Much of what brings families and loved ones together are special occasions and holidays. Personal milestones such as weddings, baptisms, birthdays, graduations, and promotions are all celebrated with loved ones. Holidays like Easter, Thanksgiving, Halloween, and Christmas are celebrated worldwide.
As people, these celebrations help bring meaning to our lives not just for what they symbolize but also for allowing us to be with our families and those dear to us.
Celebrating in a Pandemic
However, as the coronavirus threat still looms over us, people have started calling off celebrations arguing that there’s no reason to celebrate in light of what’s happening globally.
We have seen a lot of events postponed or canceled. Others found ingenious ways to still celebrate and keep their family traditions by adapting to the present climate. With physical distancing in place, we have resorted to celebrating virtually — over Zoom or Messenger — or have gathered together albeit in smaller groups while maintaining a safe distance between each other.
While the global health crisis did take out the level of intimacy in such gatherings, we should still be thankful that we are given another chance to celebrate life, family, tradition, and success even under slightly unusual circumstances. Sure, we can’t give out hugs and kisses to our loved ones but being surrounded by them (even virtually) and seeing that they’re all healthy and safe are still great reasons to celebrate.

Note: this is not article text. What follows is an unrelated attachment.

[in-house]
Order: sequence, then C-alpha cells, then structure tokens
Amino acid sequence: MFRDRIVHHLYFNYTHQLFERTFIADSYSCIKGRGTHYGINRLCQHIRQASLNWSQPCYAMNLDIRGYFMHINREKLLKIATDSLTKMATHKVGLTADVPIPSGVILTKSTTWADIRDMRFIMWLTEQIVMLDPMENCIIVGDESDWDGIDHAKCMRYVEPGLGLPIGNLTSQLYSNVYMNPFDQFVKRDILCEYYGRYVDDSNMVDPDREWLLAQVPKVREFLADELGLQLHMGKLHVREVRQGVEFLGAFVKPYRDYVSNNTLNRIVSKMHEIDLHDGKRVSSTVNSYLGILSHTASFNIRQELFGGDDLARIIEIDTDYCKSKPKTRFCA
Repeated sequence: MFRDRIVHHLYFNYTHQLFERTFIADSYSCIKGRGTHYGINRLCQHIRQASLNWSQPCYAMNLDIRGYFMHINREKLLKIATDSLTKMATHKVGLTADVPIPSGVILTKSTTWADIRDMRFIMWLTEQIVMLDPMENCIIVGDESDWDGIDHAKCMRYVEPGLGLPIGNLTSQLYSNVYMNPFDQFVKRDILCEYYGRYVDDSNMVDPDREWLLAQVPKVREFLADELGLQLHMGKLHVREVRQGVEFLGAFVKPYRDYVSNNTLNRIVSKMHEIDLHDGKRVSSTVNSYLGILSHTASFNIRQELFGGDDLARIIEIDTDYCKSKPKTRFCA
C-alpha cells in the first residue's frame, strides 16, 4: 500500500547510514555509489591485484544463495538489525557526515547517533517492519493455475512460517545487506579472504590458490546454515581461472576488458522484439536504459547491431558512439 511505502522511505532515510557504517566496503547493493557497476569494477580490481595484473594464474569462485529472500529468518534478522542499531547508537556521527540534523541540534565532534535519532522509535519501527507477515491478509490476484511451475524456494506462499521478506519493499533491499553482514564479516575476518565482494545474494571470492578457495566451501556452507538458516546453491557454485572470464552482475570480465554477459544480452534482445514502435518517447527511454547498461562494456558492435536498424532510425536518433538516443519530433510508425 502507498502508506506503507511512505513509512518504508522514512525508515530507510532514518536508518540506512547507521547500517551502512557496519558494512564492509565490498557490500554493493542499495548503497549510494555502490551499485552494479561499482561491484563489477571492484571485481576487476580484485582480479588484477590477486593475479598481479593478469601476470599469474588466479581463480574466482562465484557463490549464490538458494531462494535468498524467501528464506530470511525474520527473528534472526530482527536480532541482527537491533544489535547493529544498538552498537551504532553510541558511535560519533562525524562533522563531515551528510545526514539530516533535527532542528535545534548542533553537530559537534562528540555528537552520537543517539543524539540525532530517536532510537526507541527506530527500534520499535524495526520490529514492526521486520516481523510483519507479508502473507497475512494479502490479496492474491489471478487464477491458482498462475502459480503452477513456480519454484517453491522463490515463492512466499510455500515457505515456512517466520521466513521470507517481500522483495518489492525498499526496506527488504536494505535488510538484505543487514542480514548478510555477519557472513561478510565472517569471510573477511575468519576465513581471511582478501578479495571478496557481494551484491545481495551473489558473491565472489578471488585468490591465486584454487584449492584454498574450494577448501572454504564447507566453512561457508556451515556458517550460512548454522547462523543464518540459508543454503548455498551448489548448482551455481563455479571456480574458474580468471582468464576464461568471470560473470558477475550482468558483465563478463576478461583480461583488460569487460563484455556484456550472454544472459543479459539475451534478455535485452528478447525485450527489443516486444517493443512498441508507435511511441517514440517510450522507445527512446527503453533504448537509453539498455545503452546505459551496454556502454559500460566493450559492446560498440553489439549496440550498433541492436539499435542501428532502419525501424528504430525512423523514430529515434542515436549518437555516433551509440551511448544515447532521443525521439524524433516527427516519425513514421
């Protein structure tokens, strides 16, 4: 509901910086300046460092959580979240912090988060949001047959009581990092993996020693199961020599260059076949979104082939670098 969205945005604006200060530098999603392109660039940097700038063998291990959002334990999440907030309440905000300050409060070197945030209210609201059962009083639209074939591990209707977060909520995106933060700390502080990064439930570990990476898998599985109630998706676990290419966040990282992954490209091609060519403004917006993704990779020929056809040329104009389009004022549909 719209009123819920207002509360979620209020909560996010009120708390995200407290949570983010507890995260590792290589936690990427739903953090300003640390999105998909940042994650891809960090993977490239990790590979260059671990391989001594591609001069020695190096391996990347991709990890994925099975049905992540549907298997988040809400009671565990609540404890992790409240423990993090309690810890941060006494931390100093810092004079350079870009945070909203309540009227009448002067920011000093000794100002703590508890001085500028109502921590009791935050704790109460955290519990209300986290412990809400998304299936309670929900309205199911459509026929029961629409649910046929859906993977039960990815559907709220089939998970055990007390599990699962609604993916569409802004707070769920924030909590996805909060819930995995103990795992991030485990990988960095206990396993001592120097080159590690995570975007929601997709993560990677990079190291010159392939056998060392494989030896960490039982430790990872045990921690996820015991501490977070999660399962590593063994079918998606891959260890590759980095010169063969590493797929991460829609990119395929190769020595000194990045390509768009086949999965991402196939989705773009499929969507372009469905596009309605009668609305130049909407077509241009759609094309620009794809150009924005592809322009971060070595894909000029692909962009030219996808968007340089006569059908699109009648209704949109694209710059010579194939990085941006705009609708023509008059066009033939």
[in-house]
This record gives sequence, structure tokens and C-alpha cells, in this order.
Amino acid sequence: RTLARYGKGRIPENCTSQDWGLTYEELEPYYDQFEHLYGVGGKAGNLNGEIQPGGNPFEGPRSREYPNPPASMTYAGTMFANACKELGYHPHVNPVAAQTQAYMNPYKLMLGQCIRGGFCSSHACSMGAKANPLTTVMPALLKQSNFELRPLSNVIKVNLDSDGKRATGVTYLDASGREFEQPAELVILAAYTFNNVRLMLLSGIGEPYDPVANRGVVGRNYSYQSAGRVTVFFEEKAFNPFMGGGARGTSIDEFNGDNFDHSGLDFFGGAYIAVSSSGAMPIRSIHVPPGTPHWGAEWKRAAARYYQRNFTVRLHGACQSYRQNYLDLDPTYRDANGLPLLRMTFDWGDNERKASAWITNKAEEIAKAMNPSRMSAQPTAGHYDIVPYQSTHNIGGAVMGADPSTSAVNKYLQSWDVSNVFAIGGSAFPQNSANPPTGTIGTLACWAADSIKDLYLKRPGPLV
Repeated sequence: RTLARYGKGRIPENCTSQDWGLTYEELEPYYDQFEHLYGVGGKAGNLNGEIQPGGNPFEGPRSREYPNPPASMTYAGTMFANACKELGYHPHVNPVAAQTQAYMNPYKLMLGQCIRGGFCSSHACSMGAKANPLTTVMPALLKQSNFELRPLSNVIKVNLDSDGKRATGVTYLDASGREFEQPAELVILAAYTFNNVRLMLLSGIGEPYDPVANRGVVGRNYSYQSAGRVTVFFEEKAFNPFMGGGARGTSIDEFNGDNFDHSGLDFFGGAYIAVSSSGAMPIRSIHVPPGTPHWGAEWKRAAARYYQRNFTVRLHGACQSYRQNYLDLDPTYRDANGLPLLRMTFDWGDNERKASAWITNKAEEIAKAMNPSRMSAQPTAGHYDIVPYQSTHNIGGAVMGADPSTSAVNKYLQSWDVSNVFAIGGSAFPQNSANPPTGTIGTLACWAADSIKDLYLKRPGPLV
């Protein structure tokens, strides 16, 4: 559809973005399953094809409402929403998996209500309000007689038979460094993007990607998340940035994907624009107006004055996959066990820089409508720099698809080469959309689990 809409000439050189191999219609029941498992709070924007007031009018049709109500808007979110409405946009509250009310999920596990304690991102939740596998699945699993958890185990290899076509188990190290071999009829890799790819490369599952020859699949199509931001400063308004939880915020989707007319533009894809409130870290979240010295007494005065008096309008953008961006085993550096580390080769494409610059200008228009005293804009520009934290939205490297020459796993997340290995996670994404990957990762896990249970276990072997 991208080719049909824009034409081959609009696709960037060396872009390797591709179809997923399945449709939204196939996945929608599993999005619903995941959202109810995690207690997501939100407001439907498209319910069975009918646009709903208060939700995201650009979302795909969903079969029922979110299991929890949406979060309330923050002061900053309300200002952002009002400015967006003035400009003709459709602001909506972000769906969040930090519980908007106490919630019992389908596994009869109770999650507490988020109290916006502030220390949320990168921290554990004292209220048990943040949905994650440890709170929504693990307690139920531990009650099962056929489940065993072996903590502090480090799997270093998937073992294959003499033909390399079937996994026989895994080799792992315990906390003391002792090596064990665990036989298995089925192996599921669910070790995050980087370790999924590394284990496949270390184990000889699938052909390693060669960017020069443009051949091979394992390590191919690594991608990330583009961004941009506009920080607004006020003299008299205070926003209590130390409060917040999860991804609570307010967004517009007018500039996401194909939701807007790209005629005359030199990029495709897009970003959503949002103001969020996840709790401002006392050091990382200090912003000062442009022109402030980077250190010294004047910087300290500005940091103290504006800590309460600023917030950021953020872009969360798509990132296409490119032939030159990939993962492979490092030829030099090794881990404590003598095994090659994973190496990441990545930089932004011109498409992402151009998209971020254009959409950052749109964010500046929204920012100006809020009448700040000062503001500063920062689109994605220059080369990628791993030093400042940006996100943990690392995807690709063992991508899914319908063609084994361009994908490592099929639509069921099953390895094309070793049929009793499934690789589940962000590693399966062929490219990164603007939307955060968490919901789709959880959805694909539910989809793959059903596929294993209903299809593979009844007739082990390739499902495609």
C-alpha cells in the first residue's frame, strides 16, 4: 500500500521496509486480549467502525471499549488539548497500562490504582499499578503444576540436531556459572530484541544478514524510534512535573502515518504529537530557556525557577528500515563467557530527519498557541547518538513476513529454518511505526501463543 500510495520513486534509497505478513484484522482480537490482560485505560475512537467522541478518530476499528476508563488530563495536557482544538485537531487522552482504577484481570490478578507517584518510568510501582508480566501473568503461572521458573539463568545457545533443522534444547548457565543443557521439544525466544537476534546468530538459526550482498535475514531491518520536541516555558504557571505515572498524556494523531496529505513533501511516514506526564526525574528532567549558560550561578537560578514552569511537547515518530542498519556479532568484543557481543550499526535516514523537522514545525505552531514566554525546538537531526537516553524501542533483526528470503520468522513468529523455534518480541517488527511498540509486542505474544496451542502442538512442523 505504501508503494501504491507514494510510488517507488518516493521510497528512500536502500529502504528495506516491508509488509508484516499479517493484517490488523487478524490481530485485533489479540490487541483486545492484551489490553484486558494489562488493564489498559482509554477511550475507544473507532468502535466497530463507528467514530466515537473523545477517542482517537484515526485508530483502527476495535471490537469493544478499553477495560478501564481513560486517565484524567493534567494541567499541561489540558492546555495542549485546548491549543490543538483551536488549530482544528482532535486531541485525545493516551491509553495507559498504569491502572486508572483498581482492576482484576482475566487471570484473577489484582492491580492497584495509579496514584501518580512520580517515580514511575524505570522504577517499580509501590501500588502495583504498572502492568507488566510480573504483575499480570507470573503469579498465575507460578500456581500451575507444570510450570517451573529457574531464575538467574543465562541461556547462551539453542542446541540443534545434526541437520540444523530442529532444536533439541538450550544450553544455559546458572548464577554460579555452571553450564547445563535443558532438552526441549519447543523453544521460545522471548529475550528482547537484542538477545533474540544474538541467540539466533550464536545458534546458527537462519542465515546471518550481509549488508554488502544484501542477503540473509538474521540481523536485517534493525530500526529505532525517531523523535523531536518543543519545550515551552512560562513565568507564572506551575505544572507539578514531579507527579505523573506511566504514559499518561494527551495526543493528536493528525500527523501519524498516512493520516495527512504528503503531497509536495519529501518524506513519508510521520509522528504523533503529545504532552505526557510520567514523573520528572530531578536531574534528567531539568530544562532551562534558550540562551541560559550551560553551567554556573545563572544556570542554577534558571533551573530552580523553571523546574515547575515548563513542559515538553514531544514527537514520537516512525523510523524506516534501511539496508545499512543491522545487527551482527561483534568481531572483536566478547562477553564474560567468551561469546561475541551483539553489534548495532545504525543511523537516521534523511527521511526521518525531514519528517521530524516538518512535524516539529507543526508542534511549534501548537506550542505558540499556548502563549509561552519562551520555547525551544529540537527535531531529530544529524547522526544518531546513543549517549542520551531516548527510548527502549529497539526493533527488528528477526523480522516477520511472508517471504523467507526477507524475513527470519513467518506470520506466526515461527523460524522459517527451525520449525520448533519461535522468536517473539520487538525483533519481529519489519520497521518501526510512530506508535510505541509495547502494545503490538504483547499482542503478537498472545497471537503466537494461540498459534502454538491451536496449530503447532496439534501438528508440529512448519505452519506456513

Taking the Merry out of Christmas
With the limitations on the way we do events and celebrations, and while there are still no surefire ways to treat and cure COVID-19, it seems like the remaining holidays of the year will also be greatly affected, much like the ones in spring and summer.
In a recent survey conducted by Chrismas.co.uk where they talked to about 3,000 Americans and Brits, they found that 51% of Americans are most likely to not spend Christmas with their families. 59% of the Brits who participated in the survey felt the same way.
This means that while the holidays won’t be called off, people are anticipating fewer events and gatherings. Halloween, Thanksgiving, Christmas, and New Year’s celebrations are all put on hold with some governments and localities choosing to play things by ear instead of making a premature announcement confirming the celebrations like the case of Birmingham’s Frankfurt Christmas Market.
Businesses that thrive on holiday celebrations such as those who make holiday decors and use an automatic hot foil stamping machine to enhance those faux gold decors, will not be as profitably successful this year. Events organizers and suppliers, who experienced a dwindling in the amount of work that came in this year, are bracing themselves for an equally dismal holiday season.
Some venues, such as the Telford Steam Railway who hosts an annual Polar Express service for families to enjoy, have already canceled this year. Christmas grottos are more likely to be held at an outdoor stage or garden to allow people to maintain a good distance between each other and still celebrate the magic of the season.
At this point, many of us are still uncertain about how things will end up when Christmas comes. It is wise and prudent to exercise caution for you and your family’s safety. Just because you can’t celebrate it lavishly doesn’t mean its essence is no longer there. Perhaps now is a great time to revisit our values and see what makes these celebrations special and meaningful to us. As long as we have our families and our good health, there is a lot of things to celebrate and be thankful for.